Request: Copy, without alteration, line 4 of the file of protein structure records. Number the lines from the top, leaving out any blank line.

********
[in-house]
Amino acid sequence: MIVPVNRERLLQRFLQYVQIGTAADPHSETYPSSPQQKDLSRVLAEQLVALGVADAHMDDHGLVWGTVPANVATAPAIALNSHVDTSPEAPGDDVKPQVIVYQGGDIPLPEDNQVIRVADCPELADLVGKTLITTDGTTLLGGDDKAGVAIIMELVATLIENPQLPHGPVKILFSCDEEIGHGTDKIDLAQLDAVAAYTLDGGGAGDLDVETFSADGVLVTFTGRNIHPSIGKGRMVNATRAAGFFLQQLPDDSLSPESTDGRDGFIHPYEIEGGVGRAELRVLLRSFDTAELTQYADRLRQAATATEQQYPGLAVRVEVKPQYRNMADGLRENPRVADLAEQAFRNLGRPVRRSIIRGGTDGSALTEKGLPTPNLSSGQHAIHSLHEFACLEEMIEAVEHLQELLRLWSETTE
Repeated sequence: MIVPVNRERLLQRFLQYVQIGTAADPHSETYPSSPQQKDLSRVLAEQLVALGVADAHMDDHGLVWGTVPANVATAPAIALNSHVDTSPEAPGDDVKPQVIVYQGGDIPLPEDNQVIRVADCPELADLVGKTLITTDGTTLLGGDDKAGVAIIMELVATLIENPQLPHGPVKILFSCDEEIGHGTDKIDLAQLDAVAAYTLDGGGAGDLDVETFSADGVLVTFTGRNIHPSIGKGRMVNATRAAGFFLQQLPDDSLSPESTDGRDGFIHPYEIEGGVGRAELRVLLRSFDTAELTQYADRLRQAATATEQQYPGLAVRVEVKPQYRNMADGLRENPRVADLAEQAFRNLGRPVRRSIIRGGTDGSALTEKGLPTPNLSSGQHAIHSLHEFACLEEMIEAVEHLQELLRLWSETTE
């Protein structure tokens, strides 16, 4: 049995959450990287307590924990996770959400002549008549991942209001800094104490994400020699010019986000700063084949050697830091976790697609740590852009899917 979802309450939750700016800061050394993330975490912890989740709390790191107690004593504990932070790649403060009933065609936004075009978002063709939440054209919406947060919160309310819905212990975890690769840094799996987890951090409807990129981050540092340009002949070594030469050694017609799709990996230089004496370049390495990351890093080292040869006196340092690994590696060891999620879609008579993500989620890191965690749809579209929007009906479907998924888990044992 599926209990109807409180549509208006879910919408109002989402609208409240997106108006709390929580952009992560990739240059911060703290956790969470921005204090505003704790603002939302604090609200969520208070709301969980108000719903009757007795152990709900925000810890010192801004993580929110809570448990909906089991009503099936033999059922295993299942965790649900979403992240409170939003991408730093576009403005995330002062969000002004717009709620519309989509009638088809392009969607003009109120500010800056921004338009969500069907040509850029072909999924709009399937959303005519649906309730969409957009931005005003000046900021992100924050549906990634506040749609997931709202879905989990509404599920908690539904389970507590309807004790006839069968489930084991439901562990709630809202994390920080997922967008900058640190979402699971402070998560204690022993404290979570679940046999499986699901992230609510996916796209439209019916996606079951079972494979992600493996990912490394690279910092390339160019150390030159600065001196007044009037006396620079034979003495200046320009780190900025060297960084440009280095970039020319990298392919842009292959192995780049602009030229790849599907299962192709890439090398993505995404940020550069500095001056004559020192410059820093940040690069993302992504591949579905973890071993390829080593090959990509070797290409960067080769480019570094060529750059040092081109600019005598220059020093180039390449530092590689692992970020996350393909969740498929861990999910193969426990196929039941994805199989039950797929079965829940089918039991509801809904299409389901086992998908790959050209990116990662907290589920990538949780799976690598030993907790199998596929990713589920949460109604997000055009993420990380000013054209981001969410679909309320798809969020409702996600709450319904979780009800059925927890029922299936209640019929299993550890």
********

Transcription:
């Protein structure tokens, strides 16, 4: 049995959450990287307590924990996770959400002549008549991942209001800094104490994400020699010019986000700063084949050697830091976790697609740590852009899917 979802309450939750700016800061050394993330975490912890989740709390790191107690004593504990932070790649403060009933065609936004075009978002063709939440054209919406947060919160309310819905212990975890690769840094799996987890951090409807990129981050540092340009002949070594030469050694017609799709990996230089004496370049390495990351890093080292040869006196340092690994590696060891999620879609008579993500989620890191965690749809579209929007009906479907998924888990044992 599926209990109807409180549509208006879910919408109002989402609208409240997106108006709390929580952009992560990739240059911060703290956790969470921005204090505003704790603002939302604090609200969520208070709301969980108000719903009757007795152990709900925000810890010192801004993580929110809570448990909906089991009503099936033999059922295993299942965790649900979403992240409170939003991408730093576009403005995330002062969000002004717009709620519309989509009638088809392009969607003009109120500010800056921004338009969500069907040509850029072909999924709009399937959303005519649906309730969409957009931005005003000046900021992100924050549906990634506040749609997931709202879905989990509404599920908690539904389970507590309807004790006839069968489930084991439901562990709630809202994390920080997922967008900058640190979402699971402070998560204690022993404290979570679940046999499986699901992230609510996916796209439209019916996606079951079972494979992600493996990912490394690279910092390339160019150390030159600065001196007044009037006396620079034979003495200046320009780190900025060297960084440009280095970039020319990298392919842009292959192995780049602009030229790849599907299962192709890439090398993505995404940020550069500095001056004559020192410059820093940040690069993302992504591949579905973890071993390829080593090959990509070797290409960067080769480019570094060529750059040092081109600019005598220059020093180039390449530092590689692992970020996350393909969740498929861990999910193969426990196929039941994805199989039950797929079965829940089918039991509801809904299409389901086992998908790959050209990116990662907290589920990538949780799976690598030993907790199998596929990713589920949460109604997000055009993420990380000013054209981001969410679909309320798809969020409702996600709450319904979780009800059925927890029922299936209640019929299993550890």